Since when did hi-tech companies gain direct legislative ability? It’s getting to the point where all advanced computer use is becoming “illegal”, so any self respecting techie will have no respect the law (much like marijuana laws erode respect for drug laws, come to think of it.)

  39. Anonymous says:

    Where is your god now?

  40. mdh says:

    It is banned, by Apple. But I can see no reason the gov’t should enforce their EULA for them.

  41. zio_donnie says:

    i don’t see this “aggression”. apple takes great lenghths to brick jailbreaked units so i think that a clear message should be sent on who owns the freaking phone.

    that apple does not legally pursue jailbreaking (till now) and wishes to keep it in a gray zone is no excuse or surprise. they cannot do much else but actively try through “updates” to block customers from tinkering with what they obviously consider their property not the user’s.

    there is no issue of “legalizing” jailbreaking. it is already legal as its your right to do whatever you want with your property. it’s about making it crystal clear and eliminating those “grey zones” that reduce your right to property by degrading it in some short of leasing.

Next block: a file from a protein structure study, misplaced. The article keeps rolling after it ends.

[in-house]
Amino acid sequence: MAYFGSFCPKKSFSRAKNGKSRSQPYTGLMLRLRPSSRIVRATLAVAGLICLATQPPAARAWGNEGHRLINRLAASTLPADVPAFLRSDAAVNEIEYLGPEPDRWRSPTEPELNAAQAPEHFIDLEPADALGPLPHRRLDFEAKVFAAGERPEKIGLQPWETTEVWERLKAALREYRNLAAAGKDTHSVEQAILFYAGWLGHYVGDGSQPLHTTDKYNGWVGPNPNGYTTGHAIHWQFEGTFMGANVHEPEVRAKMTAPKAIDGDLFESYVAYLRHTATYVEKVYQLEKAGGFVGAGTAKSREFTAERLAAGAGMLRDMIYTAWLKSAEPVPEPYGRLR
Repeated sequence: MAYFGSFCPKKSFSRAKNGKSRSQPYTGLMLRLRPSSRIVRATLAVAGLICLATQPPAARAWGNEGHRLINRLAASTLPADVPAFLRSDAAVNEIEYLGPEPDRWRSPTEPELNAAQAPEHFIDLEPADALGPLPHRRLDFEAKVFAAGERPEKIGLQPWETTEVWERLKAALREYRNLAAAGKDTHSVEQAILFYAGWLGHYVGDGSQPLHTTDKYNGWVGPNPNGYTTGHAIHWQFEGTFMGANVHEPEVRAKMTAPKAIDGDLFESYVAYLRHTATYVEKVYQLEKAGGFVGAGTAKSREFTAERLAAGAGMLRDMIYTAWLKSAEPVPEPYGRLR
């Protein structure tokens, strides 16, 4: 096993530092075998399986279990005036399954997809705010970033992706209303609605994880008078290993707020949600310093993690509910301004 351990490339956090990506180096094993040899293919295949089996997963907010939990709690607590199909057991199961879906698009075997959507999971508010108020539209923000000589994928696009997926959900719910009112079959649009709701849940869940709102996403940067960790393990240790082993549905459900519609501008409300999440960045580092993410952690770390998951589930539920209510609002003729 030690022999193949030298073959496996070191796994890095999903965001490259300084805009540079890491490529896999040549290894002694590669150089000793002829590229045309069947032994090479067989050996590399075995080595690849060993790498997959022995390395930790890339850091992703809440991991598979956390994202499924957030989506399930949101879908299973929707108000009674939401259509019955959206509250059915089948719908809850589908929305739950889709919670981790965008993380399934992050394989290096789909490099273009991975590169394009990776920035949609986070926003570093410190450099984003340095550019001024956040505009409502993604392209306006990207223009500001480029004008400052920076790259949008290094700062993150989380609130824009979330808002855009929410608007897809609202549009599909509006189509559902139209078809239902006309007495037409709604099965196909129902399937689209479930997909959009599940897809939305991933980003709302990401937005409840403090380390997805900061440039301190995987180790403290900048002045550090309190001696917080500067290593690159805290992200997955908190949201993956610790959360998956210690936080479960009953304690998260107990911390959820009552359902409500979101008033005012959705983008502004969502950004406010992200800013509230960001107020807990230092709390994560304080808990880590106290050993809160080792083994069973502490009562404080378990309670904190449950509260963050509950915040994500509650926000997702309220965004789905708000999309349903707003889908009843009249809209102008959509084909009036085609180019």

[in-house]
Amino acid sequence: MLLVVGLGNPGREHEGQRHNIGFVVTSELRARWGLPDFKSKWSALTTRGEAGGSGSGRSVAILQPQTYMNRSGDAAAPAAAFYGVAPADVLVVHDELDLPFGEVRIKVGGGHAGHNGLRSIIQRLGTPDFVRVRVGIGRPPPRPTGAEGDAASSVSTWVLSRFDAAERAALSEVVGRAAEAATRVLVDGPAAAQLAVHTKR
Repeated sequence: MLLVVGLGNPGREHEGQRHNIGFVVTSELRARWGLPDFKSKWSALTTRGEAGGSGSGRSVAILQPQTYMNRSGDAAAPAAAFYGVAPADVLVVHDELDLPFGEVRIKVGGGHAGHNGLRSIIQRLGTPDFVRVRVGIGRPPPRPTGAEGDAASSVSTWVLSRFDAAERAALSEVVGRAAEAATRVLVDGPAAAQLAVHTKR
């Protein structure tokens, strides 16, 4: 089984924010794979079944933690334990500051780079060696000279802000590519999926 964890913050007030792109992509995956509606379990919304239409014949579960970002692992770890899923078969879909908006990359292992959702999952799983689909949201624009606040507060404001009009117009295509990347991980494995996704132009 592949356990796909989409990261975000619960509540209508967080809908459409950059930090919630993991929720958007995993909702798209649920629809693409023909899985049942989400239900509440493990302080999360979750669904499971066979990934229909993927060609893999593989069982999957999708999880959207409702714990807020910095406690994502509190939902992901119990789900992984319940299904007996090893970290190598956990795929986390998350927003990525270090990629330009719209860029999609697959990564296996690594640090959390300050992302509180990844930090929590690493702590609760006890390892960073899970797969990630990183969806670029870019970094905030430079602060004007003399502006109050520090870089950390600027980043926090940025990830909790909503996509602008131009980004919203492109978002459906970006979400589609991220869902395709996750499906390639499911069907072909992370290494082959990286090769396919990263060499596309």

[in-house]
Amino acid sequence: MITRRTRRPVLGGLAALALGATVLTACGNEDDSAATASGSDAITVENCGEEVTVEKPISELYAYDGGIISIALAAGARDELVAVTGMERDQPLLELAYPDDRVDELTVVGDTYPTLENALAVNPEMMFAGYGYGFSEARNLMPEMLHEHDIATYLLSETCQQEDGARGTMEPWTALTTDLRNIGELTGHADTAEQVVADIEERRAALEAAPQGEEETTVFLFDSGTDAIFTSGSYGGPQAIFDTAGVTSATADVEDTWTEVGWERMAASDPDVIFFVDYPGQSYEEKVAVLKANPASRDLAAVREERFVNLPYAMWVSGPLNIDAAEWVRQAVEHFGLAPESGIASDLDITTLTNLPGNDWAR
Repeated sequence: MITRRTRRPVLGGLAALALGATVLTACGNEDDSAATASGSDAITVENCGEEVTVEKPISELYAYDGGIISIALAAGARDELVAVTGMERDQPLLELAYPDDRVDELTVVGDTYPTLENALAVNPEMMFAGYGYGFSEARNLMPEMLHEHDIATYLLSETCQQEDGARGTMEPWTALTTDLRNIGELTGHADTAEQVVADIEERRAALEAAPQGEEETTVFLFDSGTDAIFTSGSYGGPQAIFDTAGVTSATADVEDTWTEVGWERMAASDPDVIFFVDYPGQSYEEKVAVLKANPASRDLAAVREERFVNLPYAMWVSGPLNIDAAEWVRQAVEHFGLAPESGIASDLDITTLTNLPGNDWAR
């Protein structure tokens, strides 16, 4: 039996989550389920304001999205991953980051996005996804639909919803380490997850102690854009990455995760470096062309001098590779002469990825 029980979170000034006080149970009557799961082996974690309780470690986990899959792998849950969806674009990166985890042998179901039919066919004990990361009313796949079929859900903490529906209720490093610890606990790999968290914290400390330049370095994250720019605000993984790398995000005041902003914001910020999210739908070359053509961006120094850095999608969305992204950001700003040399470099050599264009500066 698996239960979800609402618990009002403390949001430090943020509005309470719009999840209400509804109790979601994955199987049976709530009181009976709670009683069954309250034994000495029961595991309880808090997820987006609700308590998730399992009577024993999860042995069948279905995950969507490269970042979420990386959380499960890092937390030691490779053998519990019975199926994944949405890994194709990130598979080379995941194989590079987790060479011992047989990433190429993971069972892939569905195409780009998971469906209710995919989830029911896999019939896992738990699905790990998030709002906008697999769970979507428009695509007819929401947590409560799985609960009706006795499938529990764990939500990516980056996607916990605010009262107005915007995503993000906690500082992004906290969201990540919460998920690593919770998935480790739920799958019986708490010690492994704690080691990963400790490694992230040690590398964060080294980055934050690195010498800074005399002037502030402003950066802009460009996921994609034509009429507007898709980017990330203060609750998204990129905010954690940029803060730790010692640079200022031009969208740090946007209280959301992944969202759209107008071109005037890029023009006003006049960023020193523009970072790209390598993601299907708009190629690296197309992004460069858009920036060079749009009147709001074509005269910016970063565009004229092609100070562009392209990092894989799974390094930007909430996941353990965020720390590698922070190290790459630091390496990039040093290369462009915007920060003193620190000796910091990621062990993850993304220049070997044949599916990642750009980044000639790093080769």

the EFF probably targets specifically apple because the jesus phone is a popular product that affects the rights of milions of customers. but i think that whatever legislation should pass would be valid for all manufacturers should they become control freak wannabe monopolists like apple.

    EFF FTW.

  42. Robbo says:

    They are going to regret this. Oh yes they are. There’s nothing uglier than Apple fanboys turning on their own and gnawing off the legs of their writhing hapless victims.

    Seriously – what a turd ass thing to do.

    The fact so many people are jailbreaking their phones is an indication that Apple’s attempts to control their device is WRONG and they should change their business model. But no – they choose to follow the thinking of the RIAA – file criminal charges against the customer – yeah – that’s working out real good.

    Asshats.

    Cheers.

  43. Stephen says: